Joshua Cheptegei did Uganda proud again when he won gold in the men’s 10,000 metres at the 2022 World Athletics Championships on July 17, in Oregon, US.
It has been an impressive streak for the runner who hit the global athletics scene in 2018 when he won two gold medals at the Commonwealth Games in the 5,000 and 10,000 metres races.
In an international career of less than a decade, Cheptegei’s trophy cabinet includes a gold medal in the 10,000 metres race at the 2019 IAAF World Cross Country Championships, as well as gold and silver in the 5,000 and 10,000 metre races, respectively, at the 2020 Tokyo Olympics.
In addition, he broke Ethiopian legend Kenenisa Bekele’s 5,000 and 10,000 world best time records.
Cheptegei is not the only Ugandan making waves on the global athletics scene. In the past decade, many other Ugandan athletes have given international athletes a run for the money.
Athletics in Uganda has been growing steadily compared with Ethiopia and Kenya, neighbouring countries that have been powerhouses in the past four decades.
“In the beginning athletes lacked proper guidance, counselling, advice and there was no proper management of the sport,” said Benjamin Njia, Uganda’s national athletics coach.
Njia holds a diploma in sports management from the Uganda Olympics Committee in Kampala, and a certificate in coaching from the Regional Athletics Centre in Nairobi.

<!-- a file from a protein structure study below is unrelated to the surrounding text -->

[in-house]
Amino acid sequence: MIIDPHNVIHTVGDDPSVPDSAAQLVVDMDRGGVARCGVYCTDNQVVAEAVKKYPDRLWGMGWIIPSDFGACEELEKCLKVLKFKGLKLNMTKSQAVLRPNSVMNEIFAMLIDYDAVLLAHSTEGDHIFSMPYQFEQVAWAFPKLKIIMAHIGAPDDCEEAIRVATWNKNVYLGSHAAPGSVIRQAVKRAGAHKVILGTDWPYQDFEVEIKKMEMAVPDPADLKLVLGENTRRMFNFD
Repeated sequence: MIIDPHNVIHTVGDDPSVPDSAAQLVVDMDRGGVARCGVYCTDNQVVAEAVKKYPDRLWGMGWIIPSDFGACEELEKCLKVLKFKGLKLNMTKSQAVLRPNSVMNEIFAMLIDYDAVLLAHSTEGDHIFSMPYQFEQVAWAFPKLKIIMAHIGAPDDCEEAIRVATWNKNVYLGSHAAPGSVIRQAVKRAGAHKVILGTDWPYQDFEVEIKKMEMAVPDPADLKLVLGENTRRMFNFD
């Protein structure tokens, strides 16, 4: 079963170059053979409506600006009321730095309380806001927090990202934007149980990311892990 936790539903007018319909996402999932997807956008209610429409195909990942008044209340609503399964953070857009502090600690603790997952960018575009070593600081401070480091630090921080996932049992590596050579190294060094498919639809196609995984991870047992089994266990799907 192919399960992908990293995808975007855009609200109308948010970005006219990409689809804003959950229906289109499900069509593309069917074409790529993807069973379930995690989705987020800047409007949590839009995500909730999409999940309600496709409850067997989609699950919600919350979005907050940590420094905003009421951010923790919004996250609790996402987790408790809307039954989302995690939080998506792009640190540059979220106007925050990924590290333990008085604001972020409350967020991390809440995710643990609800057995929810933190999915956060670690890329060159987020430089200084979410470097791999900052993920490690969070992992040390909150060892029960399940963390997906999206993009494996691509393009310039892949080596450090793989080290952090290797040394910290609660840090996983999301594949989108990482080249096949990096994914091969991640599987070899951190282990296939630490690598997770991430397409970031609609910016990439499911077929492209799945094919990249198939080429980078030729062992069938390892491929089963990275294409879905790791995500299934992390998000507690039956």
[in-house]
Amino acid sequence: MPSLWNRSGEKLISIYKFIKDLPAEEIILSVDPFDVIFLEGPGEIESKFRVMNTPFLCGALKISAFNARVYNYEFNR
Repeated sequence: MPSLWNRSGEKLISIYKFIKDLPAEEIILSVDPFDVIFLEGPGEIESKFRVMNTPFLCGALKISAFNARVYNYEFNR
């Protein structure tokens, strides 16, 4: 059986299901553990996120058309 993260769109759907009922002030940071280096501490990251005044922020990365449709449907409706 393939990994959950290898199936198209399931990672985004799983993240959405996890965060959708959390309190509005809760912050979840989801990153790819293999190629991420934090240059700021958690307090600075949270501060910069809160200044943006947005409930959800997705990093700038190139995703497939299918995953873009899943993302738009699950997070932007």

As a former athlete, Njia credits Sam Cheptoris, Uganda’s Minister for Water and Environment, for prodding local athletes to move into the global spotlight.
“There was no consistency like is the case today,” he said.
In Oregon, Jacob Kiplimo, Cheptegei’s cousin, won bronze in the 10,000 metres race, a repeat of the duo’s exploits at the 2020 Tokyo Games held last year.
Fellow Ugandan athlete Mercyline Chelangat finished 14th in the women’s 10,000 metres final in Oregon.
The current crop of elite Ugandan runners are trained at the Uganda Police Athletics Club, a facility in Kapchorwa established in the early 2000s by President Yoweri Museveni. It currently has more than 300 professional athletes in its camp.
The Kapchorwa training camp built on Sebei College Tegeres' foundation that nurtured many of the early successful runners like Moses Kipsiro, Stephen Kiprotich, Peter Kibet, Moses Kurong, Nathan Ayeko, Jacob Araptany, Dickson Huru, Michael Cherop, Alex Cherop, Geoffrey Chelangat, Martin Musau, Sam Moi Cherop and Robert Chemonges.
Since the establishment of the Uganda Police Athletics Club, six athletics training camps have been set up in Kapchorwa by private individuals and government agencies such as the Uganda Wildlife Authority, said Njia.